Posts Tagged Subway
It’s been eight months since I last shared a reason to hate the Tube. In that time, the mechanical behemoth has continued to plod along; left stations with doors open, closed large portions of the network and struggled to cope with mosquito swarms. At least it wasn’t looted.
Anyway, Rain. We don’t get a lot in England and us Brits certainly don’t talk about the weather a lot. Summer 2011 has been a scorcher – a spectacular display of su…
Oh, who are we kidding? It’s been pants and in particular, the extremely damp kind. Why is rain particularly bad for the Tube? Surely being in an enclosed carriage, metres beneath the earth makes the whole issue of rain defunct, right?
Wrong. People stop walking. Tourists in particular are renowned for their ant-like behaviour – back to the safety of the hill! It only takes a single drop to overload the Tube with soggy armpits. It’s hot in the tunnels, and having dripping businessmen rub up against you is hardly the most enjoyable of situations.
Not only that, everyone runs around with gigantic umbrellas – the branded, golf kind that shout “I went to an Insurance trade show and all I got was this lousy umbrella”. They’re massive – you could do a pole-vault with them, they’re so big. They’re particularly adept at poking people’s legs and eyes still coated in the acid rain that London inevitably produces.
So in a moving greenhouse that’s the Circle Line, rain above ground is the last thing you want in August. Everyone’s jetted off to whatever poolside retreat suits them – it should be a clear run. The commute should take 40 minutes as opposed to over an hour. Everyone has a seat. August is nice on the Tube, even with the 63 degree heat and the swarms of families standing in doorways and on the right.
Except it’s not. It keeps raining and people keep catching the Tube from Leicester Square to Covert Garden. Climate change – what a washout theory.
Despite my love of the Underground and photography, I rarely mix both together. Last Friday when I was heading home on a late train (around 11PM), I got the camera out. I often read about ways to improve your photography and challenge your conventions. Obviously picking a niche and honing your craft is a good way to do it (I think I’m slowly getting there).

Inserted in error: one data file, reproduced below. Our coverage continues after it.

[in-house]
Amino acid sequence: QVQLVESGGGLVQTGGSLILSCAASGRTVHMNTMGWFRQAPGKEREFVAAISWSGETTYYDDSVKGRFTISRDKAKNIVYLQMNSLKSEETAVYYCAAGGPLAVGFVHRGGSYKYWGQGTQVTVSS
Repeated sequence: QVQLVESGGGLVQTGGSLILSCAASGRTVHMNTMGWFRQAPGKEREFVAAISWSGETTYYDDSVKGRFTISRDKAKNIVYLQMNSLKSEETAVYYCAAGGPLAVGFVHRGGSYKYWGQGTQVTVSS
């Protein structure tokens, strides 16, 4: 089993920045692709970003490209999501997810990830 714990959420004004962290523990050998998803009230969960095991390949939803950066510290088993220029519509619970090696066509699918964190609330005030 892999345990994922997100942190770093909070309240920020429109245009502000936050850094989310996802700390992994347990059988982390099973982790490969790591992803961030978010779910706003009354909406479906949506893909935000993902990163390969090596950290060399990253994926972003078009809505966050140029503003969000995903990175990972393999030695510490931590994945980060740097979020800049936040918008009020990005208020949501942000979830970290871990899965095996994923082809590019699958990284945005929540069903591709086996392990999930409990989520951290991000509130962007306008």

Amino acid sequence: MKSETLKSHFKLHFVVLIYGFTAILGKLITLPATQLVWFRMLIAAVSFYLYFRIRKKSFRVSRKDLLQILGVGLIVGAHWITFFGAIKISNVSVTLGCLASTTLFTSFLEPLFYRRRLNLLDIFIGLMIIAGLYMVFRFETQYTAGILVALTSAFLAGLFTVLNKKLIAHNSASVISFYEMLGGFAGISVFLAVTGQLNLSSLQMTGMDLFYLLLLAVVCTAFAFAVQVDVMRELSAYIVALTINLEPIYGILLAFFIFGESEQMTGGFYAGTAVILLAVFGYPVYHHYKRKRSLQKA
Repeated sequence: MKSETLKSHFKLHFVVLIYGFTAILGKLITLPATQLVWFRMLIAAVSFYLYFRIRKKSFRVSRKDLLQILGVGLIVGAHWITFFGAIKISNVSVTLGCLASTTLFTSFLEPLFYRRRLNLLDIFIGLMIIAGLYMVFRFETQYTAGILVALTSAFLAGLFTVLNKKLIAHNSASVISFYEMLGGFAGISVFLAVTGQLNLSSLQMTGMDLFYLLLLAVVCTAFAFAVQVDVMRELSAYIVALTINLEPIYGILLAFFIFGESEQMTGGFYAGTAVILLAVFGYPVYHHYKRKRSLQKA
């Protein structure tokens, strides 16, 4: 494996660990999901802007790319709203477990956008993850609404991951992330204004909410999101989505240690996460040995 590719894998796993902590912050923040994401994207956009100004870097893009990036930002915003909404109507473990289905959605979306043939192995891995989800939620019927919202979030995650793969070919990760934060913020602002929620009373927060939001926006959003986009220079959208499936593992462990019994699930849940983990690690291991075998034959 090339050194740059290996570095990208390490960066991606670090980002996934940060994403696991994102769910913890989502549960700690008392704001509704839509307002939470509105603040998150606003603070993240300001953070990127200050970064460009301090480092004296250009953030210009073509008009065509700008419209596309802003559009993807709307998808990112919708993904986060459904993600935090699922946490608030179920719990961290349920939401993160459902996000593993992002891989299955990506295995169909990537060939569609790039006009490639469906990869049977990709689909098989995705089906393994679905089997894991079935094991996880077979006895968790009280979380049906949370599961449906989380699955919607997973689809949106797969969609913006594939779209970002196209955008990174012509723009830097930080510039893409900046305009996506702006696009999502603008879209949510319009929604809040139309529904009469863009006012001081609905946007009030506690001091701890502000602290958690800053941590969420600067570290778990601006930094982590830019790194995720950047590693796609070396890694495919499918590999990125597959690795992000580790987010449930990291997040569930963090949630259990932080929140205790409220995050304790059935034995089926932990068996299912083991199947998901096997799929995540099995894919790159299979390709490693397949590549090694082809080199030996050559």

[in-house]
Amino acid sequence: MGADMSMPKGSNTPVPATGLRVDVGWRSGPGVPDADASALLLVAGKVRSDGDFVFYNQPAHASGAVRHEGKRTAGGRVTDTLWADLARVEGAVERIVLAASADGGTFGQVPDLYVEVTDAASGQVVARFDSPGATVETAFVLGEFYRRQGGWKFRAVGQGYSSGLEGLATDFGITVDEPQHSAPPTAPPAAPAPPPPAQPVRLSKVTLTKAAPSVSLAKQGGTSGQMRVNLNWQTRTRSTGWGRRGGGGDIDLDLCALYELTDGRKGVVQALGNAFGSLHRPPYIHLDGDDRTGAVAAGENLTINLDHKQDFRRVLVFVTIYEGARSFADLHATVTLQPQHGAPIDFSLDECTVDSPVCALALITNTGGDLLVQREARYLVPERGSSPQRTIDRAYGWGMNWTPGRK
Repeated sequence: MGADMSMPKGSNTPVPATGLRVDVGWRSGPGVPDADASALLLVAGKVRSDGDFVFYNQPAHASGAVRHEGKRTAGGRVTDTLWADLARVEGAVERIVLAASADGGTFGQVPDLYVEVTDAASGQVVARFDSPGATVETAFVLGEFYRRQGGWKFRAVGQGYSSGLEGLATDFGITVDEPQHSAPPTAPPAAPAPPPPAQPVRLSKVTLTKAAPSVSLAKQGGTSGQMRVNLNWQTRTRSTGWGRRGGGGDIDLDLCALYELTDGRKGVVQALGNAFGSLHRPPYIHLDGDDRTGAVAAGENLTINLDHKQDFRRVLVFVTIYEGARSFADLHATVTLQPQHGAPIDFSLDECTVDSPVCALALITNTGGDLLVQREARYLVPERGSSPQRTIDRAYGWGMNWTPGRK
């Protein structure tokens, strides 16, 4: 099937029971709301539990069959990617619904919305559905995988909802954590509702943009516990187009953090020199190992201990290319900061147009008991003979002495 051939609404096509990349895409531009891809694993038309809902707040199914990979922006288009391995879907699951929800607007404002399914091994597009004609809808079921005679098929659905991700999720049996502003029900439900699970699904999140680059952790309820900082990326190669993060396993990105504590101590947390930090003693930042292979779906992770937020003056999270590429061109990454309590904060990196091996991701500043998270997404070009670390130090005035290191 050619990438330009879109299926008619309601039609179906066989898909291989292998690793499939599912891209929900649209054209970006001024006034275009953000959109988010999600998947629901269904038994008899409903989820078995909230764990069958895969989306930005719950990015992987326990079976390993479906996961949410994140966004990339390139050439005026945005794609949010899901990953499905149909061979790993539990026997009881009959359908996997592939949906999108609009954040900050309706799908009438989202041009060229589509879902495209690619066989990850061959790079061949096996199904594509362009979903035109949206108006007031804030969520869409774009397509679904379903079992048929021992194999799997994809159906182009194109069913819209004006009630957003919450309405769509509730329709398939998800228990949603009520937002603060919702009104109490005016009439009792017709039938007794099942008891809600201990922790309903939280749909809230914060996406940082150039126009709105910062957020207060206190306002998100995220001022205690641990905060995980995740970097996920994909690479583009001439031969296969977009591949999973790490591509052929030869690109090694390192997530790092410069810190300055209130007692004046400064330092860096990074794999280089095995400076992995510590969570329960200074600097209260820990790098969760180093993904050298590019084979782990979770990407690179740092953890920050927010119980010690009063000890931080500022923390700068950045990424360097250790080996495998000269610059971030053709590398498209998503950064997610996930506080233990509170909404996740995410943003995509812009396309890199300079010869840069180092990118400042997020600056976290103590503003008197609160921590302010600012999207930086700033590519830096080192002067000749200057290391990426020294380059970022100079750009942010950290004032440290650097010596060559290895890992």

Sticking to a single focal length, area, lens or photography type are other ways. So constrained to a Tube carriage I tried to look at different angles, shapes and things in the train to come up with some work. Not my most impressive work, but still pretty cool – that bee was gigantic by the way, it was scaring what little passengers were on the train.
All work is under copyright.
3.4 billion. That’s right; you read correctly, that’s billion not million. That’s how many yearly journeys take place on the London Underground and bus network. 4 million people get the tube a day. The amount yearly is equivalent to the entire UK overland rail network. It’s proof that while the rest of the country continues to struggle to pull itself out of recession, the capital still remains the powerhouse it’s always been.
You might hate the Tube, there are plenty reasons why you should, but negativity is counterproductive. This is a rail network built in the 1830s and it’s the lifeline of so many Londoners. Chugging away, despite the best efforts of strikes, signal failures and broken trains, it marches on.
Investment, which is on its way, is crucial as its capacity is already at maximum and numbers are continuing to rise. It’s the busiest network in the world by a mile – an astonishing achievement for such a small country. New York lags behinds while Paris’ figures are pitiful.
So here’s to London Underground and its continued success. The fun has only begun, especially with the Olympics on the way in 2012. Regular commuters may be used to the daily pain, but showcasing London’s prowess to the world means the network upgrades have to be completed by then.
TFL may have already won the silver, now they just need to go for the gold.